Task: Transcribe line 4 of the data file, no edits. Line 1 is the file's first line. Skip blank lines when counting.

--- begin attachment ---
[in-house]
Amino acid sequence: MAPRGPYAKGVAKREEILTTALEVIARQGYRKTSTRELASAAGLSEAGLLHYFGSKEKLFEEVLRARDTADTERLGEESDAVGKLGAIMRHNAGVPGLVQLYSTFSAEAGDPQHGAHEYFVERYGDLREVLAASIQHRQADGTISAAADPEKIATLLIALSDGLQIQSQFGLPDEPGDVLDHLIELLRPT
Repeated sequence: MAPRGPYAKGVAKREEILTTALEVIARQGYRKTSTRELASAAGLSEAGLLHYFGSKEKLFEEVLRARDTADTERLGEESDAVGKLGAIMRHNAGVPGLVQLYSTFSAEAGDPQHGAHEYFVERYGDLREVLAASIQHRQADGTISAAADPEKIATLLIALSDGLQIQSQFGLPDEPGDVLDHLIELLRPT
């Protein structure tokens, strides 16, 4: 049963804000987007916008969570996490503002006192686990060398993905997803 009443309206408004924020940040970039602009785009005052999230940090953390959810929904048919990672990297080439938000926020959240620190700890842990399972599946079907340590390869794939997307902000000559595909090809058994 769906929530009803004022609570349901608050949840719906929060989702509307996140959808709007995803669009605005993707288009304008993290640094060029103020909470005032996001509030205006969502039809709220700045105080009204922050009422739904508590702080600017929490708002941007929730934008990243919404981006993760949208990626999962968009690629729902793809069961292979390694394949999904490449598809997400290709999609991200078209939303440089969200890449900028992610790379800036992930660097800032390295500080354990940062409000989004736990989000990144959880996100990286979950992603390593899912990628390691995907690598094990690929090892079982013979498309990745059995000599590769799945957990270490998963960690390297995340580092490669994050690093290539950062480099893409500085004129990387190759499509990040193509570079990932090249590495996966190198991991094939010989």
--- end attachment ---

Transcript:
């Protein structure tokens, strides 16, 4: 049963804000987007916008969570996490503002006192686990060398993905997803 009443309206408004924020940040970039602009785009005052999230940090953390959810929904048919990672990297080439938000926020959240620190700890842990399972599946079907340590390869794939997307902000000559595909090809058994 769906929530009803004022609570349901608050949840719906929060989702509307996140959808709007995803669009605005993707288009304008993290640094060029103020909470005032996001509030205006969502039809709220700045105080009204922050009422739904508590702080600017929490708002941007929730934008990243919404981006993760949208990626999962968009690629729902793809069961292979390694394949999904490449598809997400290709999609991200078209939303440089969200890449900028992610790379800036992930660097800032390295500080354990940062409000989004736990989000990144959880996100990286979950992603390593899912990628390691995907690598094990690929090892079982013979498309990745059995000599590769799945957990270490998963960690390297995340580092490669994050690093290539950062480099893409500085004129990387190759499509990040193509570079990932090249590495996966190198991991094939010989």